Canon 7D Mark II, EF100-400mm f4.5-5.6L IS II lens at 360mm, exposure of 1/1328 at f5.6, ISO 250, handheld.
May 30, 2016
March in Zion National Park is an interesting time for photography--the deciduous trees haven’t started to leaf yet, so the "bones" of the trees are revealed and many rock formations are now more visible. But probably more important is the (relative) lack of tourists.
Early one morning on the tourist-free Emerald Pools trail I was able to fully photograph shallow water flowing over colorful sandstone, with the reflections of the blue sky and the morning sun on nearby sandstone walls adding to the mossy greens for a muted natural palette.
Canon 5D Mark III, EF24-105 f4 lens at 105mm, exposure of 1/30 sec at f16, ISO 1600, Arca Swiss B-1 ballhead on Feisol CT3301 tripod.
April 27, 2016
For the over 2 million animals that make the annual Great Wildebeest Migration (actually a misnomer, since hundreds of thousands of zebras, gazelles and elands join them), danger is around every corner. An estimated 250,000 wildebeest lose their life during the 1000 mile round trip, many of them at river crossing; there, Nile Crocodiles have been fasting for many months, waiting for the migration to return.
The fear of crossing the rivers is so ingrained in their collective memory that they sprint across the rivers, not realizing that they do not need to run across the crocodile-less Lake Ndutu.
Canon 7D Mark II, EF100-400mm f4.5-5.6L IS II lens at 214mm, exposure of 1/500 at f8, ISO 160, handheld.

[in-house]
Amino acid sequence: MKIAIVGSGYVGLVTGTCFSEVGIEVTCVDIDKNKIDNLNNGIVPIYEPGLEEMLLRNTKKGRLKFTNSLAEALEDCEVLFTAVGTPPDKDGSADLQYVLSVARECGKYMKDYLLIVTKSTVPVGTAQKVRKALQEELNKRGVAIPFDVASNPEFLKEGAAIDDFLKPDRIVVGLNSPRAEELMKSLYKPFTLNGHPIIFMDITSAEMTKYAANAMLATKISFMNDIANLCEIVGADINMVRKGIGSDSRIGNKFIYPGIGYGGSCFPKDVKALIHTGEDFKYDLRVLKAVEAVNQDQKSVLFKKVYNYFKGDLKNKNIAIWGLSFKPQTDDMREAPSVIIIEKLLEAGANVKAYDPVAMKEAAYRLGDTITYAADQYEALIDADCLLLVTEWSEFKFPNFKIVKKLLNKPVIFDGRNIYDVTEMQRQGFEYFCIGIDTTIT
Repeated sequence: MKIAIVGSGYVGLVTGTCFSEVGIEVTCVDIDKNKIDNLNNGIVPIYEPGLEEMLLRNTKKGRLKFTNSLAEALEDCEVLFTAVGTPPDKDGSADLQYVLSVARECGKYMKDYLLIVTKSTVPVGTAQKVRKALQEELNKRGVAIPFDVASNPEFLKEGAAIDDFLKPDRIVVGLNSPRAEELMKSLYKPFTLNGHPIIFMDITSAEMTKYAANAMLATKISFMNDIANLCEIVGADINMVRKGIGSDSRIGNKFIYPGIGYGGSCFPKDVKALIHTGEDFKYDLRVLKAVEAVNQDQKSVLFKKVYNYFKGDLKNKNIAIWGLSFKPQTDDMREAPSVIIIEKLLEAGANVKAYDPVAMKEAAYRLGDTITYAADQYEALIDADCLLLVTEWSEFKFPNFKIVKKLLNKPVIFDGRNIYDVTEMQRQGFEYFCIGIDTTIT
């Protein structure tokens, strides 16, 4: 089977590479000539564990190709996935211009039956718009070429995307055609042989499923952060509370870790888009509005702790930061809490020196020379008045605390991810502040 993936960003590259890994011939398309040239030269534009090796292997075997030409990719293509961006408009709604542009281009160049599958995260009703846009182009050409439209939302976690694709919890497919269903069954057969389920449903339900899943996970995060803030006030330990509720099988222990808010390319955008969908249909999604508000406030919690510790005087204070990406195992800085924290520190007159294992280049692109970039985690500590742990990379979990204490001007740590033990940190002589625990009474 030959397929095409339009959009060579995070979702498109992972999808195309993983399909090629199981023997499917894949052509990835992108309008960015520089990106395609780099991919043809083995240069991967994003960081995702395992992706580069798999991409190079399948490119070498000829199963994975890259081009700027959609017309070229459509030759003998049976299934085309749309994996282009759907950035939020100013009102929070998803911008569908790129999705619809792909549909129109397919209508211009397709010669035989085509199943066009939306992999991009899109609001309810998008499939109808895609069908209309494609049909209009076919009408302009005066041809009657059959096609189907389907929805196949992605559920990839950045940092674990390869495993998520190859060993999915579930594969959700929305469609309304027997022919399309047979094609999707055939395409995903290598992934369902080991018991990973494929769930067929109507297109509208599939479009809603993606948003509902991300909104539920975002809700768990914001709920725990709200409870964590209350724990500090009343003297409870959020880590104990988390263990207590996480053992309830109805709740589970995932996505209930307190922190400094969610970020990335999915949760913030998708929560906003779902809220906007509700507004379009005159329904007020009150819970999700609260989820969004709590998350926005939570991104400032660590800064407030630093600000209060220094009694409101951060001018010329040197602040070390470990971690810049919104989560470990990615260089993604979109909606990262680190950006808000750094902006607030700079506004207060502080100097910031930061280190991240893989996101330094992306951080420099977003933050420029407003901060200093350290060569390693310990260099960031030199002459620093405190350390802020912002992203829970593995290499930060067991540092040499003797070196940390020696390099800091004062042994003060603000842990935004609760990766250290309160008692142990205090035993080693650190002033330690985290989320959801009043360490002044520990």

March 20, 2016
This winter's rains in California have produced a rare "super bloom" of flowers in Death Valley National Park, the best since the last great one in 2005. After regional and nationwide media publicity that drew (and continues to) many thousands of extra visitors to the park, the roads and any roadside parking were filled with cars (and people walking among and photographing the flowers).
Canon 5D Mark III, EF100-400mm f4.5-5.6L IS II lens at 371mm, exposure of 1/400 at f8, ISO 125, handheld.
March 17, 2016
I eradicate people, and their tracks, without any regret (using Photoshop, of course!). The "super bloom" of desert flowers caused by rains in California brought many visitors to Death Valley this spring; unfortunately, many of these visitors spilled over to the Mesquite Flat sand dunes, making photography there quite difficult if you were looking for pristine dunes.
Maybe with other shots with less people and less tracks some Photoshop eradication of people from an image may be feasible, but this one will remain just a people shot...
Canon 5D Mark III, EF100-400mm f4.5-5.6L IS II lens at 321mm, exposure of 1/250 at f8, ISO 100, handheld.
January 24, 2016
At first sight I wondered why an ostrich would be sitting in the middle of the road, in the bright sun of a fairly hot day, and not looking like he was planning to move for our vehicle. Then Fadhil, my safari guide, explained that the ostrich was using the hot sand to kill any bird lice that he might have. In other words, baking them! Brilliant!
After taking several images, we dutifully drove around him, giving him wide berth, so that he wouldn’t be disturbed from this important task.